Attention deficit hyperactivity disorder
Research in this area has suggested that about 20 percent of adults with all types of bipolar disorder have ADHD. Researchers have suggested that bipolar disorder that overlaps with ADHD might be a particular subtype of bipolar. In children with bipolar disorder, the distinction between bipolar and ADHD and the levels of overlap remain difficult issues to resolve. Some researchers have suggested significantly high levels of comorbidity in children, but others have found the levels to be much lower. Stay tuned for more information as the research unfolds.
The general consensus is that those with ADHD and bipolar disorder have worse outcomes for their bipolar disorder. Treatment is complicated because use of stimulants such as Ritalin to treat ADHD can significantly exacerbate bipolar symptoms. And with the high rates of substance use disorder in bipolar disorder, potential misuse of these medications must also be considered.
Personality disorders are conditions in which the development of emotional, social, and behavioral systems is disrupted, causing significant, lifelong problems with function. Personality disorders are divided into clusters and then further into specific types; for example Cluster B personality disorders include borderline, antisocial, histrionic, and narcissistic personality disorders. Studies suggest that about 30 to 40 percent of people with bipolar disorder also meet criteria for a personality disorder.
Personality disorders are difficult to treat and often don’t respond to medications. Psychotherapies are becoming more and more effective; people with personality disorders often have difficulty gaining insight into how their problems affect their lives, because they’ve never known a more adaptive level of functioning. Without insight, trying to address the problems is quite difficult. Layering these challenges onto a bipolar disorder adds tremendously to the difficulties of achieving sustained recovery.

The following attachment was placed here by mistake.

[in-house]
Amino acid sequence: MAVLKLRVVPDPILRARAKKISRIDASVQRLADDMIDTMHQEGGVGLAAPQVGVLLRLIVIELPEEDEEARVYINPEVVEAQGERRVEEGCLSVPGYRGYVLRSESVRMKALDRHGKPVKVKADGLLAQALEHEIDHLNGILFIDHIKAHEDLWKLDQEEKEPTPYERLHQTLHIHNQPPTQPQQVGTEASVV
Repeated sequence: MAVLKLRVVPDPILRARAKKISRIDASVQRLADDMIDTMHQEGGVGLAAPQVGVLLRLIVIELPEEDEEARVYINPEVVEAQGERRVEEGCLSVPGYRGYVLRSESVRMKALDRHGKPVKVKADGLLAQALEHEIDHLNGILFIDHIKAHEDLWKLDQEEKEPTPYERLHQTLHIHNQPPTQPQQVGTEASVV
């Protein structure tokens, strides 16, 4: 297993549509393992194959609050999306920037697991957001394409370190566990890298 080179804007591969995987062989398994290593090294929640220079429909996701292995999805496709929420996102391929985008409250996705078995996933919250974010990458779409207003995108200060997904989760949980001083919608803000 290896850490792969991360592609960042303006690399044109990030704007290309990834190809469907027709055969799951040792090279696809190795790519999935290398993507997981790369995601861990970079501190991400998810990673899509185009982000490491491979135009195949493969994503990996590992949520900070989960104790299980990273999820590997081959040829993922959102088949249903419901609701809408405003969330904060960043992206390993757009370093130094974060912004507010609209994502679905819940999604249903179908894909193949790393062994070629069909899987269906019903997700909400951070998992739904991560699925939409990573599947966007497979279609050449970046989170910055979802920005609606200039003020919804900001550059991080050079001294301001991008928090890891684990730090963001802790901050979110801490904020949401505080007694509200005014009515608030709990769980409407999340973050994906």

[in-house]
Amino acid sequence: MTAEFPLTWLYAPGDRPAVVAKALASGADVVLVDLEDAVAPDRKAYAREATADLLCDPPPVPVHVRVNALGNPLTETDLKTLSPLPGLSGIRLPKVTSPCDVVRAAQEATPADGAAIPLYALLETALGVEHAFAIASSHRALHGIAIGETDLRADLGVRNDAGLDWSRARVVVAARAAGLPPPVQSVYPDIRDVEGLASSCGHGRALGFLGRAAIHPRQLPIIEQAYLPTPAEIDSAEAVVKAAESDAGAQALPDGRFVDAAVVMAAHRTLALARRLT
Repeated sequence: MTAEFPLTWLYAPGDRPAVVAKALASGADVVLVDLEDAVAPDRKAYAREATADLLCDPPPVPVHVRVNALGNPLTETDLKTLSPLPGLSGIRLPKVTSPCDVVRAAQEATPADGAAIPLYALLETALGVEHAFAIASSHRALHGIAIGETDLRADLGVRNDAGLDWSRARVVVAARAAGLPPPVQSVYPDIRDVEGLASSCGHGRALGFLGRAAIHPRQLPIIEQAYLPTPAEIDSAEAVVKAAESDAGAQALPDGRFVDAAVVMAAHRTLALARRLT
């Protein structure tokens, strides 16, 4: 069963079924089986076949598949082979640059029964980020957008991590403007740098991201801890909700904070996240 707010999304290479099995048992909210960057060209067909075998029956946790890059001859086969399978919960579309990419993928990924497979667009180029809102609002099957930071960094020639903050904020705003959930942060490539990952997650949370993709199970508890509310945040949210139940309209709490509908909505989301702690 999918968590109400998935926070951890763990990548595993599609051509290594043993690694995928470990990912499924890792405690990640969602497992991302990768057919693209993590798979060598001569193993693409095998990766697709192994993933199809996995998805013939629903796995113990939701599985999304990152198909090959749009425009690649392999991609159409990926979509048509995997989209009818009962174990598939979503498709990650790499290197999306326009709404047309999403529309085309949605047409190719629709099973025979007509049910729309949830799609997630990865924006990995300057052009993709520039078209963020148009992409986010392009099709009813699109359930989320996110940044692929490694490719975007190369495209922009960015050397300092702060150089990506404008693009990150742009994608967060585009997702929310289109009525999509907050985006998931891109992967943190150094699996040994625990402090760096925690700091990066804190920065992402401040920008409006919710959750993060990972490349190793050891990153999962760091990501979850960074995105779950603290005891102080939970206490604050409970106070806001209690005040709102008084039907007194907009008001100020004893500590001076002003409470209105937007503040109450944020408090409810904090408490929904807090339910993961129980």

Childhood trauma may be closely related to the development of some personality disorders, including borderline personality disorder. Early trauma can have damaging effects on the development of emotional and interpersonal skills. Identifying and addressing trauma is an important part of managing these conditions.
Memory and thinking problems
Problems with cognitive skills such as memory and attention and the ability to think clearly are common in bipolar disorder, both during and between mood episodes. Compounding the cognitive issues inherent in bipolar is that fact that some medications used to treat bipolar can cloud thinking as a side effect. Addressing problems with thinking and memory is important in recovery from bipolar disorder to help people get back on their feet in terms of work, life management, and interpersonal and leisure time skills.
Certain medications used to treat bipolar disorder may have neuroprotective properties; that is, they may prevent damage and perhaps help the recovery or regeneration of brain cells. Some recent studies have suggested that lithium, while sometimes causing short-term mental cloudiness, may actually protect brain cells over time and may prevent or reduce cognitive decline.